04
Aug
10

How Bad Is Music File Sharing? – Part 6

Bayaan (2004) not only theoretically investigated the impact P2P file sharing on record sales but also examined how technological advances in the recording of music affected the music industry. He assumed therefore that firms exercise monopoly power over artists and examined the effects of technological change on profits and the number of artists signed. He then attempted to model various steps that a firm can take dealing with file sharing technology – either investing in higher quality product or pursuing legal remedies. Finally, Bayaan focused on the artists’ decision and their ability to produce and distribute their own music on the Internet. The author came to the conclusion that technological advances “(…) leads to more artists and more variety within the music industry” (Bayaan 2004: 1) and increases social welfare.

In his model, Bayaan attributed a specific value to each artist, which reflects the type of music she/he makes. This parameter is known for both artist and record label. “This means that firms can make decisions regarding the signing of artists with full information on how successful a particular artist will be with consumers” (Bayaan 2004: 4). Demand, therefore, is depended on the popularity of the artist and the price, assuming marginal costs to be zero for each CD.

In the next step, the author modelled the firm’s behavior under a regime of no-file sharing. The label is assumed to have monopoly power over the artist it signed. Each firm in the music industry, thus, faces a two-stage game: first, the firm has to decide whether or not to sign an artist; second, if the label decided to sign the artist, the firm has to choose a profit maximizing price for a CD, assuming certain fixed promotion and artist development costs. The model implies that the more popular the artist, the higher the price for the CD and the more CDs can be sold. However, labels are only interested in signing an artist if they expect to make enough revenue to recoup fixed costs invested into the artist. Hence, there is a break-even value for a specific popularity level. The break-even value would represent, therefore, the least popular arist that would be signed by a record label. Industry profits are the sum of all artists’ profits.

In the following, Bayaan differentiated two scenarios for labels to respond to file sharing: (1) a quality response or a (2) legal response by the labels. The quality response could be to add bonus DVDs, as well as to offer autographed CDs or higher quality CDs (e.g. SACDs). The purpose is to stimulate demand for orginals by increasing the quality differential between orginal and copy. In this case, the label has to incur additional costs. However, Bayaan shows that the profit maximizing price is exactly the same as in the no-file sharing regime, but with lower overall profits for the artist, because the demand is only a fraction of what it was before and because of higher fixed costs. This leads also to lower overall profits for the label. On the other hand, the break-even level is higher now than it was without file sharing. The model indicates that under a file sharing regime combined with a quality response of the labels “(…) [f]ewer artists are signed by firms and the profit is smaller than it was before” (Bayaan 2004: 10).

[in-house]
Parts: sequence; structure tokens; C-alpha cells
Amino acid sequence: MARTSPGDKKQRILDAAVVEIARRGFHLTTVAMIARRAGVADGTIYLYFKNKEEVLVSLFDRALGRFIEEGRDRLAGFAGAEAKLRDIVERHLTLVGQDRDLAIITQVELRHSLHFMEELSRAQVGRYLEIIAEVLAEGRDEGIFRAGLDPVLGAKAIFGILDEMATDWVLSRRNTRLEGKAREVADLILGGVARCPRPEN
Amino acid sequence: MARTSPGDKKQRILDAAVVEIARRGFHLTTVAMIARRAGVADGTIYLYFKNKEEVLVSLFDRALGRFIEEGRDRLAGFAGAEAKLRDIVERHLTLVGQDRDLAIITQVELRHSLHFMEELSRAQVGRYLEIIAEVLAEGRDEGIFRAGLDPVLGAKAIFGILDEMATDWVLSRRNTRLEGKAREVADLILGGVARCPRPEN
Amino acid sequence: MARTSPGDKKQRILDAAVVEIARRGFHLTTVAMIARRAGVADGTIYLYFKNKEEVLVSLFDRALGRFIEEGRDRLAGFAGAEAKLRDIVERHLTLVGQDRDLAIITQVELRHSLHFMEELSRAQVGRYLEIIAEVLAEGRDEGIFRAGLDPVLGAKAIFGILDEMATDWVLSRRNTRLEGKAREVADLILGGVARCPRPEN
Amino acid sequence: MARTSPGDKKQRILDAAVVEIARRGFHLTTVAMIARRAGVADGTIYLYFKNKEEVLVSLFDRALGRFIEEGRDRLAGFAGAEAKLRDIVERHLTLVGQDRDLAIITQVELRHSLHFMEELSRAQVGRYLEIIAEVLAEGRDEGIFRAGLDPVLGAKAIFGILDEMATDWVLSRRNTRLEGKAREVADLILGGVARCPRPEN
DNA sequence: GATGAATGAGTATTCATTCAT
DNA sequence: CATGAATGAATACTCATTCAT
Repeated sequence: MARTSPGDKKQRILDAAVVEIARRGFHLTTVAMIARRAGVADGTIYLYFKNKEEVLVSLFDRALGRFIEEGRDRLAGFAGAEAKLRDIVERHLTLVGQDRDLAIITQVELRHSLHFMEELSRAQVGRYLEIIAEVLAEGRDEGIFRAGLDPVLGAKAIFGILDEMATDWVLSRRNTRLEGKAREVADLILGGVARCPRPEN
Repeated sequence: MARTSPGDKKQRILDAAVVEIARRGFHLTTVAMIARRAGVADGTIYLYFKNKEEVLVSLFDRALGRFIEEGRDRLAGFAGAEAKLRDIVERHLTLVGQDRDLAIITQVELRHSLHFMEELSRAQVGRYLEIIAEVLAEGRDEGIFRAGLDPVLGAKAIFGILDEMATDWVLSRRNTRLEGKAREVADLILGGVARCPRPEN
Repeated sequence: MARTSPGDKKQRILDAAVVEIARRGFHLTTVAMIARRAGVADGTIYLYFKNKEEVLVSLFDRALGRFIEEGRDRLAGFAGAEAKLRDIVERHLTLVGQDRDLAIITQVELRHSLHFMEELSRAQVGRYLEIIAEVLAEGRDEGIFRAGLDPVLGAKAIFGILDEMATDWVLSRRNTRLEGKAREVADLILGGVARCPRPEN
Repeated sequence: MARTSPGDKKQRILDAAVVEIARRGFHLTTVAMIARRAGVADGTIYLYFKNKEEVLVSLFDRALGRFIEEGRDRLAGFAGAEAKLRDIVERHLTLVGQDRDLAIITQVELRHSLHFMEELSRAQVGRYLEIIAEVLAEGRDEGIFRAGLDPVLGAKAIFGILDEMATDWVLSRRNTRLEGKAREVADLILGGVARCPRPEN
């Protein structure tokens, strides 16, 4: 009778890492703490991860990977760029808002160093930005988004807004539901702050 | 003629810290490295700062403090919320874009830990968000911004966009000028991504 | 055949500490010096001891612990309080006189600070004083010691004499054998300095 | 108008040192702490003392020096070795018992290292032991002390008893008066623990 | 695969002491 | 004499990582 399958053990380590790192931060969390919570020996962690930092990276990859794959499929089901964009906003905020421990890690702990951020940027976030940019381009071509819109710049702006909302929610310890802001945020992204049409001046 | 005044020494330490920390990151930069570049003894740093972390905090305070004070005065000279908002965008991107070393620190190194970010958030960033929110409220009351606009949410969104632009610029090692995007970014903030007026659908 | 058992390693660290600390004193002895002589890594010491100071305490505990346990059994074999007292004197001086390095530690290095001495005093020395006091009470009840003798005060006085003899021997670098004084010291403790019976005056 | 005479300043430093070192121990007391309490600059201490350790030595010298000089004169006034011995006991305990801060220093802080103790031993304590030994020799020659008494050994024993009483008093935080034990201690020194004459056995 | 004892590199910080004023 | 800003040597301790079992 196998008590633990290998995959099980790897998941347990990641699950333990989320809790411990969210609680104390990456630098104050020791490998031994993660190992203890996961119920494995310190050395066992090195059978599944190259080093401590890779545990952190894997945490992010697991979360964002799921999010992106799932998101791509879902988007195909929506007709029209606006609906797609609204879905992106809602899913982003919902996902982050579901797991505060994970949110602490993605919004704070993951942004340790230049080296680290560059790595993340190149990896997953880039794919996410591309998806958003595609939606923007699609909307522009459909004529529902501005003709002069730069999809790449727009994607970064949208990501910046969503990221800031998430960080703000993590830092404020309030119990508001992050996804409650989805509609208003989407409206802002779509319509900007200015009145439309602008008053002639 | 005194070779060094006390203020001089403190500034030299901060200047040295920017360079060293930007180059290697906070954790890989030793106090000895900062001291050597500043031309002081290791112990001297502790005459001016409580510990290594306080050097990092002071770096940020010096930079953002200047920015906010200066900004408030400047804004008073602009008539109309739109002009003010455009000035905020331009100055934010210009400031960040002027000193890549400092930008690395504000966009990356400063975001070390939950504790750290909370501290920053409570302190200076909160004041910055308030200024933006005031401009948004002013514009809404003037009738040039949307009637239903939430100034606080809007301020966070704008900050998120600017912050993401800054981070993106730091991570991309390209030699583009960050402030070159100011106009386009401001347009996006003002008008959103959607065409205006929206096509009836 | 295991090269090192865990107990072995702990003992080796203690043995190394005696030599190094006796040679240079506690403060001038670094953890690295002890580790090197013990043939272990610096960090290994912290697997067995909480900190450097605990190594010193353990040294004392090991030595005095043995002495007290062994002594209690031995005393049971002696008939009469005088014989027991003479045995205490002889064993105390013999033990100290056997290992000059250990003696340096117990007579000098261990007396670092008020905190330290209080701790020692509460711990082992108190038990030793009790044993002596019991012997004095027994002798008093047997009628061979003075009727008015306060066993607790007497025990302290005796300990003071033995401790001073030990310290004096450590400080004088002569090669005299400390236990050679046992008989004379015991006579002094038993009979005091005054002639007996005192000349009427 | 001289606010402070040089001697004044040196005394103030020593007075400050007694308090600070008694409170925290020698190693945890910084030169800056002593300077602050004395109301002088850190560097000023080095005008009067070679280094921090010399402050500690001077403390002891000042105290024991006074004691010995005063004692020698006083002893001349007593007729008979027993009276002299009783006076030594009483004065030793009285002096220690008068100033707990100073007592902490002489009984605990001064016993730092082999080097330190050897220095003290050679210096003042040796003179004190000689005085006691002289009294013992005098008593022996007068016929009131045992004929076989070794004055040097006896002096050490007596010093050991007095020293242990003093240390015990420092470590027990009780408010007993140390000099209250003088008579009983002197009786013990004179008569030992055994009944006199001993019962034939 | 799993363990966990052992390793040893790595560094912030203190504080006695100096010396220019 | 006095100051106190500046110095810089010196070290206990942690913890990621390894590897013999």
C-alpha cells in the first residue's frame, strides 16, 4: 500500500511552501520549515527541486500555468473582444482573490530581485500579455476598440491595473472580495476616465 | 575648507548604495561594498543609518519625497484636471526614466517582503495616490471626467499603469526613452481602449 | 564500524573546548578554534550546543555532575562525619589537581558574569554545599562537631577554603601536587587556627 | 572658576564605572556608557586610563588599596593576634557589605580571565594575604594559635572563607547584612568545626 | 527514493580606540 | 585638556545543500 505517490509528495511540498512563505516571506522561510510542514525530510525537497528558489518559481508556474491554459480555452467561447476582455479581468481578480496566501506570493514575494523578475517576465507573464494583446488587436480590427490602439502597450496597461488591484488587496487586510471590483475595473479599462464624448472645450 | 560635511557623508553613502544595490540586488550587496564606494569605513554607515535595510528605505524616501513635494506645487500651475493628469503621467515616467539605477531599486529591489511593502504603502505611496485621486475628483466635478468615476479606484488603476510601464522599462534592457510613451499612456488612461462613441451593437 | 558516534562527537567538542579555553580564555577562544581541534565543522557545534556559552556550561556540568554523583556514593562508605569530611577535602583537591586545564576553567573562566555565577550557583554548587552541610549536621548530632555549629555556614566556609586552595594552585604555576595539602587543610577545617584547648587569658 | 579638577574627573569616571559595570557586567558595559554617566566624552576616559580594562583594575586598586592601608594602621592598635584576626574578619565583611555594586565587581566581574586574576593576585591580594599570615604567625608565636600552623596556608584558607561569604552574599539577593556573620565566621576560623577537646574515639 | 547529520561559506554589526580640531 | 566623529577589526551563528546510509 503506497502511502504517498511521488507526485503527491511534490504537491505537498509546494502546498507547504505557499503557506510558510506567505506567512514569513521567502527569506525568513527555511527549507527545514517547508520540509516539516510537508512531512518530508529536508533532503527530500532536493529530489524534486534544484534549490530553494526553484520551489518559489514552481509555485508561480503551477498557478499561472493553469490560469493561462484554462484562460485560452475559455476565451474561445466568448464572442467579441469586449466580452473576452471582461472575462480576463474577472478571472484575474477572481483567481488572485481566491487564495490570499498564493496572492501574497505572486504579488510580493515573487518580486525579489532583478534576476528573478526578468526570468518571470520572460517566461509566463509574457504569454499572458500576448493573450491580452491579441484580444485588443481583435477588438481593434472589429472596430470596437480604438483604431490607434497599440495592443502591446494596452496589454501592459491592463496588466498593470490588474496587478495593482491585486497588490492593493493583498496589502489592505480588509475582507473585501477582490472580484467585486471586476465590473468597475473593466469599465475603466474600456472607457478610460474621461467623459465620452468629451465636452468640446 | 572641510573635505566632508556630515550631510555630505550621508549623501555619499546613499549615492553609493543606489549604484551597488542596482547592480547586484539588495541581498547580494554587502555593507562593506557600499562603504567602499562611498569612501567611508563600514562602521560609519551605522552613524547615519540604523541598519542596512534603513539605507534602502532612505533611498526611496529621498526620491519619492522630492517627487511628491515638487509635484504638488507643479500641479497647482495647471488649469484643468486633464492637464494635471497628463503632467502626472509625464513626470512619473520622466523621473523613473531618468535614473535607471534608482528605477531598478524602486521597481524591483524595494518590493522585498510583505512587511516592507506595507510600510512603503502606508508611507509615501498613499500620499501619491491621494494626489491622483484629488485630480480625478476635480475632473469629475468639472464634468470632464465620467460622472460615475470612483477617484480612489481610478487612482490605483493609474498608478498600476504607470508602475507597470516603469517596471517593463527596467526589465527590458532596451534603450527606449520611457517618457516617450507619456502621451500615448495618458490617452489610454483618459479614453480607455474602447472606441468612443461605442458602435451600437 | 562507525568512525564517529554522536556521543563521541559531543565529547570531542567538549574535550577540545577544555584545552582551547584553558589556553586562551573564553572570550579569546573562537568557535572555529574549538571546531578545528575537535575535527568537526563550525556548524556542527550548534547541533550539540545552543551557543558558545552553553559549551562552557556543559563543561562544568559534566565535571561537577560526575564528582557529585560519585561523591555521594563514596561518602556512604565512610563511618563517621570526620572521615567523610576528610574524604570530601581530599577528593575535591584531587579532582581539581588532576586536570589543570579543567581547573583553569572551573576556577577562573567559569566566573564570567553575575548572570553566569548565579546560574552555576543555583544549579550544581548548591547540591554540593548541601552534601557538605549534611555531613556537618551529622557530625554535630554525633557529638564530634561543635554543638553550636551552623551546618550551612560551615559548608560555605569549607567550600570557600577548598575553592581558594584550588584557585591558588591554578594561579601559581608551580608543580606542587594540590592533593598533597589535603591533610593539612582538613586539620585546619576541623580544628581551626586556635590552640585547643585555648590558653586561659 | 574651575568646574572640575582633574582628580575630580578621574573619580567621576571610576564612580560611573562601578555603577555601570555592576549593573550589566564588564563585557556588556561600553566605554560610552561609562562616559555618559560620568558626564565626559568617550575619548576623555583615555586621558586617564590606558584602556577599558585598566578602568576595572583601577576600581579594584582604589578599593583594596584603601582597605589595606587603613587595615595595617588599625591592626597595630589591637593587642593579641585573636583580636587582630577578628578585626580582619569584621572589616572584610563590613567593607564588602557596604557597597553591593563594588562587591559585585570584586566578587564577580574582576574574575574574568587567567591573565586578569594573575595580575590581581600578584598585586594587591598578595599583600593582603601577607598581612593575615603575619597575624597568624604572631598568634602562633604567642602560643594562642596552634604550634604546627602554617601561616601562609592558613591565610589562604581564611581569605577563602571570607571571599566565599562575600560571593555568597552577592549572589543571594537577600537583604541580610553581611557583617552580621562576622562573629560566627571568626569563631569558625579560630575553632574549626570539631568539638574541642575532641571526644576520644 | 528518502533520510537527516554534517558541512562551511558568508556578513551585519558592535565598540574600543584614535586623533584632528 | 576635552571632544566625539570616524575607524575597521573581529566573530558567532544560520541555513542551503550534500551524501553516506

In the following, the author compared the quality response scenario with a legal response scenario, e.g. to sue individual file sharers. In this way, the labels get back a portion of the demand that is lost when file sharing becomes widespread. However, all firms have to pay a certain fixed cost of legal prosecution, which changes the profit function. The model shows that break-even level of popularity is not only higher than it is under a situation with no-file sharing but also higher than in the quality response scenario, which means that there is less variety in the industry in the legal response scenario than in the quality scenario. Therefore, the profits are also lower than with the quality response.

For artists, the technological improvements dramatically reduce music production costs and make it easier for them to distribute their music to the consumers at marginal costs close to zero. Hence, artists that are not popular enough to be signed can still produce and distribute CDs by themselves.

Although labels and signed artists are worse off if file sharing is widespread under consumers, artists who are not popular enough to be signed have the ability to produce and distribute CDs using the new technology. Thus, they are better off. However, if the labels decide to invest in higher quality for the same CD price, this increases consumers’ welfare. Since previously unsigned artists are enabled by the new technology to produce and distribute their music by themselves, consumers enjoy a higher variety of music. In constrast, if the labels decide to use legal methods, consumers also enjoy a greater variety due to the increase of CDs by previously unsigned artists. However, the legal costs incurred by the labels are a deadweight loss to the industry. If these costs are too high, the benefit gained by consumers may not be enough to offset the profit losses by labels and signed artists. “The worst scenario for consumers and society as a whole is where firms use legal methods to combat file-sharing and artists who were not previously signed have no incentive to produce and distribute” (Bayaan 2004: 17).

 

References

Bayaan, Ibrahiim, 2004, Technology and the Music Industry. Effects on Profits, Variety and Welfare. Working Paper, Emory University.

 

In part 7 of the series “How Bad Is Music File Sharing” I will summarize the article of Nicolas Curien and François Moreau entitled “The Music Industry in the Digital Era: Towards New Business Frontiers?”


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